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Barr Says CBS Report On Trump And Troops Is False

Attorney General William Barr debunked claims that President Donald Trump demanded 10,000 federal troops be deployed on the streets of Washington D.C.


U.S. Attorney General William Barr debunked claims that President Donald Trump demanded 10,000 federal troops be deployed on the streets of Washington D.C. to quell protests that up to this week had sparked the worst outbreak of violence seen for decades in the nation’s capital.

“A senior administration official told our CBS’ David Martin, that in a meeting at the White House on Monday morning, the president demanded that 10,000 active duty troops be ordered into American streets. Is that accurate?” asked Margaret Brennan on CBS’ Face The Nation Sunday.

“No, that’s completely false,” Barr said plainly. “He did not demand that.”

Barr explained further, emphasizing that the use of federal troops on standby was a last resort:

I came over on Monday morning for a meeting. The night before had been the most violent, as one of the police officials told us, the D.C. police, it was the most violent day in Washington in 30 years, something that the media has not done a very good job of covering. And there had been a riot right along Lafayette Park. I was called over and asked if I would coordinate federal civil agencies and that the Defense Department would provide whatever support I needed or we needed to protect federal property at the White House, federal personnel. The decision was made to have at the ready and on hand in the vicinity some regular troops. But everyone agreed that the use of regular troops was a last resort and that as long as matters can be controlled with other resources, they should by. I felt, and the Secretary of Defense felt, we had adequate resources and wouldn’t need to use federal troops. But in case we did, we wanted them nearby.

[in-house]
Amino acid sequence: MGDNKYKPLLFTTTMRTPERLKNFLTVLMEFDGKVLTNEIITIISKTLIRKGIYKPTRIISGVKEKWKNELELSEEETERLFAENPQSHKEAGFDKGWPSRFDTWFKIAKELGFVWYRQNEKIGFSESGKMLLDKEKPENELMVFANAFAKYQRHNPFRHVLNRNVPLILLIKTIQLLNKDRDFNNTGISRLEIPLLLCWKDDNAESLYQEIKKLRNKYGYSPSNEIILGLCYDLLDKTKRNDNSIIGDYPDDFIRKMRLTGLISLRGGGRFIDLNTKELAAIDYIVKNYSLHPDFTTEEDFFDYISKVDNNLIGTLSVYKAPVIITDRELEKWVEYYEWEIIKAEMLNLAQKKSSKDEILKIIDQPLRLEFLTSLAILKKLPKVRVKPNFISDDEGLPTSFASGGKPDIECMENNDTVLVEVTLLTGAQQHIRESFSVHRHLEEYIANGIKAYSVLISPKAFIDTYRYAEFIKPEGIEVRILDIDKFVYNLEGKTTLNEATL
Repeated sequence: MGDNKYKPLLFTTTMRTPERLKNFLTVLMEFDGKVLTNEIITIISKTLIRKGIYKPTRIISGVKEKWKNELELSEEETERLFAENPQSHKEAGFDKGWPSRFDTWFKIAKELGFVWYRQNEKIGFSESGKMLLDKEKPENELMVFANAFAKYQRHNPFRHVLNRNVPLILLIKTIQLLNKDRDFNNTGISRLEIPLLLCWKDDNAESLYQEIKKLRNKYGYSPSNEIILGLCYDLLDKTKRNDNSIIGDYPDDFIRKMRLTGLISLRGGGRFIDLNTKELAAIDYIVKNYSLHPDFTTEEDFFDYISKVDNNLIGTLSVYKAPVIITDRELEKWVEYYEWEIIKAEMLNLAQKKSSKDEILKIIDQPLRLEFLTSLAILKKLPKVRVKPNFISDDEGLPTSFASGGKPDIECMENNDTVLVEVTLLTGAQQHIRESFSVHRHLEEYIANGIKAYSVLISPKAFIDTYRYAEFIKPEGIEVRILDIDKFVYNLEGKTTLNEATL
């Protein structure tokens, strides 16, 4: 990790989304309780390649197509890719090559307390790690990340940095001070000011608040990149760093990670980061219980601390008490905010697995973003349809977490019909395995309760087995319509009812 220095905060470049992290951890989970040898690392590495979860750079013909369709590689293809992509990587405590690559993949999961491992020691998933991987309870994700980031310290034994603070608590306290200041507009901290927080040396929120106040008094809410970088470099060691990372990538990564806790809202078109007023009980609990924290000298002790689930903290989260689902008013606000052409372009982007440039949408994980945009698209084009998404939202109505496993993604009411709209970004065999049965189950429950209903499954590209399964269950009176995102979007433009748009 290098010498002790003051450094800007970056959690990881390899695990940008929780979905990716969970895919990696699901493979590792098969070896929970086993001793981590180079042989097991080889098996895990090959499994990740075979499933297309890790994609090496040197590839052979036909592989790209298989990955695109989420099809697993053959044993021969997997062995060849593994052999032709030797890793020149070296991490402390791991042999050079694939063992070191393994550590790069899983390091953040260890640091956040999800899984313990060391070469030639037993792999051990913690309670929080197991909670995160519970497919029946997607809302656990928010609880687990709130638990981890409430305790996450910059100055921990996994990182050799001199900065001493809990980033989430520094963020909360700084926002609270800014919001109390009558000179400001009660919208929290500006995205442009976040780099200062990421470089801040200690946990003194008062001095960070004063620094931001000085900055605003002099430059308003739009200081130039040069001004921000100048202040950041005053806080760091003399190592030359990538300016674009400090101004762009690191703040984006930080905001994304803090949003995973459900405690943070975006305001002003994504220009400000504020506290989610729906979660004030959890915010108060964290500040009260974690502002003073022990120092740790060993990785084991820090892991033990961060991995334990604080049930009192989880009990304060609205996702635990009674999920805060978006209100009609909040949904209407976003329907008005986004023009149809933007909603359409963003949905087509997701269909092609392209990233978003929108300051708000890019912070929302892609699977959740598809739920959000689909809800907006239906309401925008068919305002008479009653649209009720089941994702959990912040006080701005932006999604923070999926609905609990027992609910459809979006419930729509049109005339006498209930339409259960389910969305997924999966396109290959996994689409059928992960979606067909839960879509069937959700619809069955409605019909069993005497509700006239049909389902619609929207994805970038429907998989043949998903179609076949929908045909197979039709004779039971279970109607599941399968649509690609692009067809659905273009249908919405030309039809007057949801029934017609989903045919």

The White House conversation came after violent rioters stirred chaos in the streets outside the executive mansion, even setting fire to the historic St. John’s Church Sunday night.

Brennan then clarified that troops from the 82nd Airborne were put on standby following the riots, but were never officially deployed.

“Some 82nd Airborne military police were brought into the area, but they were not brought into D.C.” Barr said.

“What part of that conversation, as it’s been relayed to CBS and to other news organizations, is false? Did the president not demand active duty troops? Brennan pushed.

“Well your question to me just a moment ago was ‘Did he demand them on the streets, did he demand them in D.C.?’ No we had them on standby in case they were needed,” Barr said, adding that everyone in the White House discussion was in agreement on the issue. “I think our position was common, which was that they should only be deployed if, as a last resort and that we didn’t think we would need them. Every- I think everyone was on the same page.”

The interview then turned to whether Trump had legal authority to order troops restore law and order to the streets if need be.

“Do you think that the president has the authority to unilaterally send in active duty troops if the governors oppose it?” Brennan asked.

“Absolutely,” said Barr. “Under the Insurrection Act, the president can use regular troops to suppress rioting…The Confederacy in our country opposed the use of federal troops to restore order and suppress an insurrection. So the federal government sometimes doesn’t listen to governors in certain circumstances.”

CBS said it stands by its reporting over Barr’s firsthand testimony.